About 80 people packed a small meeting room at the Dulles South Multipurpose Center in South Riding on Jan. 22, as Loudoun County launched a community outreach project intended to help shape development in the rapidly growing area west and south of Dulles Airport.

County planners unveiled several strategies they will use to engage area residents and businesses to establish what project manager Joe Griffiths called “a dialogue with stakeholders of the Dulles community.” Plans include public meetings, online surveys, social media communications and Web-based technology, he said.

The county planning staff will compile a report on community needs and priorities identified through the outreach process and present a report to the Board of Supervisors this year, Griffiths said.

Loudoun Supervisor Matthew F. Letourneau told the audience that the planned expansion of the multipurpose center “is the epitome of what can happen” through community outreach. The original plans for the facility in 2003 had been shelved, he said, but Dulles South residents and community associations kept pressure on supervisors to complete the project.

“And we did,” Letourneau said. “We got it in the budget, we got it funded by the voters and we are going out to bid next week . . . to build the indoor recreation center, aquatic center and a full-scale senior center.”

Loudoun used similar community outreach methods in Sterling and Ashburn in recent years, Griffiths said. The Ashburn project, which began in 2011, showed that residents can influence major planning decisions, Letourneau said.

“What came through very clearly from the Ashburn plan was frustration on transportation and the need for other options, including public transit and Metro,” Letourneau said in an interview. “We were dealing with the Ashburn input at the same time we had to make a decision on opting into Metro . . . and we saw very strong support for additional spending for transportation and for being part of Metro.”

The Dulles planning area is bordered by Broad Run and Ryan Road to the north, Route 659 and power line easements to the west, Braddock Road to the south, and Dulles Airport and the Fairfax County line to the east, said Cindy Keegan, Loudoun’s program manager for community planning. South Riding, Kirkpatrick Farms, Stone Ridge, Loudoun Valley Estates and parts of Brambleton are among more than 40 homeowners associations in the area.

Keegan showed the audience aerial photos of the area from 2002 and 2014 to illustrate the breakneck pace of growth in that part of the county. The population in the area swelled from 6,700 in 2000 to about 40,000 in 2010. It is now estimated at 55,000, she said.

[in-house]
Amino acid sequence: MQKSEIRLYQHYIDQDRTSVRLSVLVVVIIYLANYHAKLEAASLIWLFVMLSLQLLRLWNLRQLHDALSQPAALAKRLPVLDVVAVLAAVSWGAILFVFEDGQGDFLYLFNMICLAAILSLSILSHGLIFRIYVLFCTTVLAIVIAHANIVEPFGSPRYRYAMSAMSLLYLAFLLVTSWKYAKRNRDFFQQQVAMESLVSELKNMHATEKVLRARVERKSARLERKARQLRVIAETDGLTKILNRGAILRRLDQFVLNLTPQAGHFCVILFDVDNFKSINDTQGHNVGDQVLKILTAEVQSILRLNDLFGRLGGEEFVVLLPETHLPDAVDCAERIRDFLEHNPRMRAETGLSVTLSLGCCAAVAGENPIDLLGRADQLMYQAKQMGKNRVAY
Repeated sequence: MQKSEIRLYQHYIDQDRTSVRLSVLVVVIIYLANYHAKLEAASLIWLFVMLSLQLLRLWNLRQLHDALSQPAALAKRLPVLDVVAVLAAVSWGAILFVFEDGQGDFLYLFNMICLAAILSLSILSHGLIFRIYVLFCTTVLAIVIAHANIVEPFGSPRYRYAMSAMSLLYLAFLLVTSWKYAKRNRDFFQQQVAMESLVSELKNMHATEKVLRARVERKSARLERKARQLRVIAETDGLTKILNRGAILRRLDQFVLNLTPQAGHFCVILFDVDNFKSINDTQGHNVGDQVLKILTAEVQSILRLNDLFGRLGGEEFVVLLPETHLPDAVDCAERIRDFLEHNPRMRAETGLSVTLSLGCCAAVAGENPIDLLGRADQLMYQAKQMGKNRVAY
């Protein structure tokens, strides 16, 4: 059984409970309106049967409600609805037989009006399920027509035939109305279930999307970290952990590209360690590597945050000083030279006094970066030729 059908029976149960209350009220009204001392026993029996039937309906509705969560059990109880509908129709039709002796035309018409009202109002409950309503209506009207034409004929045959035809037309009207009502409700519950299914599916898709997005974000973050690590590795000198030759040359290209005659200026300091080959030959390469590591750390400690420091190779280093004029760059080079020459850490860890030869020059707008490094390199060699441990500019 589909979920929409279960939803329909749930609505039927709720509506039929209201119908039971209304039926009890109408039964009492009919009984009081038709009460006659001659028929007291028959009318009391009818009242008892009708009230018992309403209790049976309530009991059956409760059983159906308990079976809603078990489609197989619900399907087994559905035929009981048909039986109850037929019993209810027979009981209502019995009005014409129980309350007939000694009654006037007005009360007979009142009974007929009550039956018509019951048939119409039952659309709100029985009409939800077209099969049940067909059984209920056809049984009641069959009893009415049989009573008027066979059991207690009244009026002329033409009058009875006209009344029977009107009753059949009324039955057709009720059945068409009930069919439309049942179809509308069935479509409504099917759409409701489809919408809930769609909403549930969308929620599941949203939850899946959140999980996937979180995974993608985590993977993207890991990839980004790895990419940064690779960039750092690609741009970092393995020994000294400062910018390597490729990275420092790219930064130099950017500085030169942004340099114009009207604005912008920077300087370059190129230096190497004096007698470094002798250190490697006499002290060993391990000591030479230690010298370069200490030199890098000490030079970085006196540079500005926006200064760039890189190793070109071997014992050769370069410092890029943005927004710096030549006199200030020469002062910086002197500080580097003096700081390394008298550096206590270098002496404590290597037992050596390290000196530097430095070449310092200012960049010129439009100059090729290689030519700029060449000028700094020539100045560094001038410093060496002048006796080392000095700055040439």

The Dulles area now has 19 public schools, three fire and rescue stations, Gum Spring Library and four county-owned parks, Keegan said, adding that the area still needs more public facilities, particularly athletic fields.

“We sometimes are a little bit forgotten,” Letourneau said to the audience. “We’re one of the newest parts of the county, one of the last to develop and one of the last to get services.”

At the meeting, Keegan also reviewed major transportation projects that are planned or already underway in the Dulles area, some of which will affect people who drive to or from neighboring Fairfax and Prince William counties for jobs or shopping.

Route 50 will be widened to six lanes from the Loudoun County Parkway to the Fairfax County line, with new interchanges and parallel service roads to provide access to businesses along the highway, Keegan said.

The Northern Virginia North-South Corridor and Bi-County Parkway, which would connect Loudoun and Prince William counties, are still in the planning stages, Keegan said.

Letourneau acknowledged in an interview that the Dulles area lacks shopping, dining and entertainment options, and suggested that commercial development and improved connectivity with Prince William could change consumers’ habits. He said that many people in the South Riding area use Gum Spring Road to drive to Manassas for shopping.

“That’s where people go in this area,” he said. “There is a lot of back-and-forth, and now that we’re developing our retail in the [Route] 50 corridor, I think people in Prince William will be coming out to us, too.”

Barnes is a freelance writer.